GCC 6.0 added -fno-plt to AArch64 and x86 to perform this transformation.

If the target is bound to the same component, GNU ld, gold, and ld.lld rewrite the instruction to addr32 call foo (with an instruction prefix). Anyhow, the long code sequence can be slightly slower. On RISC architectures, -fno-plt is usually bad. For example, AArch64 needs 3 instructions:

The function attribute __attribute__((noplt)) can be added to individual declarations for fine-grained control. The compiler generates GOT indirection for calls to annotated functions. The effect is similar to Windows __dllspec(dllimport).

GOT setup is expensive without PC-relative addressing

On some older architectures, PLT may introduce overhead in function prologue code. The fundamental problem is that they do not support memory load with PC-relative addressing (e.g. x86-64 PC-relative instructions). Such architectures typically make a distinction between non-PIC PLT and PIC PLT.

x86-32 is a notorious example.

What went wrong?

To work around the lack of PC-relative addressing, the i386 psABI reserves the callee-saved register ebx to refer to the GOT base (_GLOBAL_OFFSET_TABLE_). Then the PLT entry can load the .got.plt entry (by adding an offset to the GOT base) and do an indirect jump.

Using a callee-saved register has pros and cons. On the upside, a function just needs to compute _GLOBAL_OFFSET_TABLE_ once, because callees cannot clobber the register. On the downside, one general-purpose register is wasted (significant on x86-32 due to the lack of general-purpose registers. Prologue/epilogue code needs to save and restore the register, so tail calls are inhibited.

32-bit x86 Position Independent Code - It's that bad mentions an alternative scheme which allows a tail call:

jmp *bar@GOT+_GLOBAL_OFFSET_TABLE_(%ecx) requires a relocation type representing the distance from PC to the GOT entry. Unfortunately R_386_GOT32 and R_386_GOT32X relocation types are misdesigned and do not support the usage. That said, adding an extra addl instruction is not too bad. GCC since 6.0 can produce the following with -fno-plt:

This code sequence uses a GOT-generating relocation which may defeat lazy binding, so it is not the default. Thankfully x86-64 supports PC-relative addressing and does not have the aforementioned problem.

Life of a .plt/.got.plt entry

For a function call, the compiler emits a branch instruction.

If the branch target is within the same section and the distance between the call site and the target is a known constant at assembly time, the assembler resolves it; otherwise the assembler needs to produce a relocation for the linker to process. The relocation type indicates that the linker may create a PLT entry. Such a relocation type is sometimes called PLT-generating.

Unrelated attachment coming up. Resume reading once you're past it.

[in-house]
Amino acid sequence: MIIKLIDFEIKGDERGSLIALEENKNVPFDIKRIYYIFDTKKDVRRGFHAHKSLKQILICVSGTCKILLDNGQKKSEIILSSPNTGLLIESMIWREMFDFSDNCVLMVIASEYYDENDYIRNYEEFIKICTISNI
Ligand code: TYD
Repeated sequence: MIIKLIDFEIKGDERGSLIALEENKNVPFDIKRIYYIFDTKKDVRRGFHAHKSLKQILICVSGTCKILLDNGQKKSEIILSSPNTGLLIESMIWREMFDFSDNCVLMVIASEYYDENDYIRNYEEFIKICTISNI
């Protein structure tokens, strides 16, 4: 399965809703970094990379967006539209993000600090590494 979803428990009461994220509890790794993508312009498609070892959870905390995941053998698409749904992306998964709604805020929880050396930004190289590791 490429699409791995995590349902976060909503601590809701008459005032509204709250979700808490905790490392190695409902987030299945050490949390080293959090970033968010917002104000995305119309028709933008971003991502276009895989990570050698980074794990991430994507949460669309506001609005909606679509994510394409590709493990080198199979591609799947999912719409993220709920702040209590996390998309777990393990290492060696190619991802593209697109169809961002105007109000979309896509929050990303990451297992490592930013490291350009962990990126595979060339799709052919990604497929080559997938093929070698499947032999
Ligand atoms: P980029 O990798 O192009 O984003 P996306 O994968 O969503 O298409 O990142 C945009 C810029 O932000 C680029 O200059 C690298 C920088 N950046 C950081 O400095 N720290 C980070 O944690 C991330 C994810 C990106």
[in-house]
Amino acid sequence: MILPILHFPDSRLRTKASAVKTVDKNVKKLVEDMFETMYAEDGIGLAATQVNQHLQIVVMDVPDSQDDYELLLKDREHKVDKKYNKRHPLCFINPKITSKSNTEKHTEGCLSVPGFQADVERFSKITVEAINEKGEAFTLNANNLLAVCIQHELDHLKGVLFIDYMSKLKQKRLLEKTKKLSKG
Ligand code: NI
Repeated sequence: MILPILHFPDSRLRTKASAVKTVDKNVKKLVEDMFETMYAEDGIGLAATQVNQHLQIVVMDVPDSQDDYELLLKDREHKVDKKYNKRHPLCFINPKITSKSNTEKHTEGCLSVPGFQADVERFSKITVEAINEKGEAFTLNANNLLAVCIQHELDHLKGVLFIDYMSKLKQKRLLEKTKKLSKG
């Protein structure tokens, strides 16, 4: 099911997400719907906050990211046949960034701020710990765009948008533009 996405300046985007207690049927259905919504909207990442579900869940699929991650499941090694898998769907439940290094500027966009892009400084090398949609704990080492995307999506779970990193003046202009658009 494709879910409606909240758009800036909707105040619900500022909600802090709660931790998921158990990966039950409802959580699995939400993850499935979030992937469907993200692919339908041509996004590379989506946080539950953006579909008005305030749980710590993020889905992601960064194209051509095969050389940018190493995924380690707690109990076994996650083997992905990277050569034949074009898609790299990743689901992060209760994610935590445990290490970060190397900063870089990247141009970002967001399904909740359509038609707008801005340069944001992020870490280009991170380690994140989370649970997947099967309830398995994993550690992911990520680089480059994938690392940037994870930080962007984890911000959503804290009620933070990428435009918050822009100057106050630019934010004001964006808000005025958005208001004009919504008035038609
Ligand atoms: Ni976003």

When the linker sees a PLT-generating relocation, it checks whether the referenced symbol is preemptible (interposable), i.e., provided by a definition of the same name in another component. If the symbol is not preemptible, the relocation can be resolved at link time and ld.so will not need to anything.

If the symbol is preemptible, the linker creates a PLT entry and a .got.plt entry relocated by an R_*_JUMP_SLOT relocation. For subsequent PLT-generating relocations referencing the same symbol, the linker just reuses the entry. The address of the PLT entry is insignificant: it can be called, but its address cannot be taken by the program.

Technically the linker can use multiple entries for one symbol. It just wastes space for the majority of cases.

The second case for PLT generation is a non-preemptible ifunc. See GNU indirect functions for details.

Canonical PLT entries

This is the third case a linker needs to create a PLT entry.

For position dependent code (-fno-pic), traditionally the compiler optimizes for statically linked executables and uses direct addressing (usually absolute relocations). Taking the address of a function does not use GOT indirection. If the symbol turns out to be external, the linker has to employ a trick called "canonical PLT entry" (st_shndx=0, st_value!=0). The term is a parlance within a few ld.lld developers, but not broadly adopted.

Every PLT entry has an associated R_*_JUMP_SLOT entry and has a dynamic symbol (st_shndx=0, display as UND in readelf output). If we assign a non-zero value to the symbol, we can consider the address of the PLT entry as canonical and bind references from executable/shared objects to it.

If b.so binds foo locally, e.g. if it is linked with -Bsymbolic-functions, taking the address from the executable and from the shared object will get different results.

To fix this (C and C++ require address uniqueness), compilers need to use GOT indirection. See Copy relocations, canonical PLT entries and protected visibility, sadly it doesn't seem that GCC folks want to take action.

x86-32 has an extra problem that it uses R_386_PC32 to represent a function call from non-PIC code. See my article for details.

Stack unwinding

As linker synthesized code, the PLT entries may not have unwind tables information. Unwinders using .eh_frame needs to recognize the _PROCEDURE_LINKAGE_TABLE_ region. See Explain GNU style linker options --no-ld-generated-unwind-info (the positive option is unnecessary in my opinion) for details.

Mach-O stub

Mach-O's stub scheme is similar to Procedure Linkage Table. We can make the conceptual mapping:

• __TEXT,__stubs: .plt entries
• __TEXT,__stubs_helper: .plt header and PowerPC's glink entries
• __DATA,__la_symbol_ptr: .got.plt

For an external function call, the text section calls a stub in __TEXT,__stubs. The stub loads a __la_symbol_ptr entry which initially points in the middle of __TEXT,__stubs_helper. The code pushes on the stack the offset into __la_symbol_ptr, then branches to the start of __TEXT,__stubs_helper. The start of __TEXT,__stubs_helper pushes the address of _dyld_private and jumps to libdyld.dylibdyld_stub_binder.

Case study

AArch64

R_AARCH64_CALL26, R_AARCH64_JUMP26, and R_AARCH64_PLT32 are PLT-generating relocation types.

.plt[n]

x16 holds the address of the .plt.got entry and x17 holds the target address. The PLT resolver (e.g. _rtld_bind_start in FreeBSD rtld) can compute the R_AARCH64_JUMP_SLOT index from x16 and x17.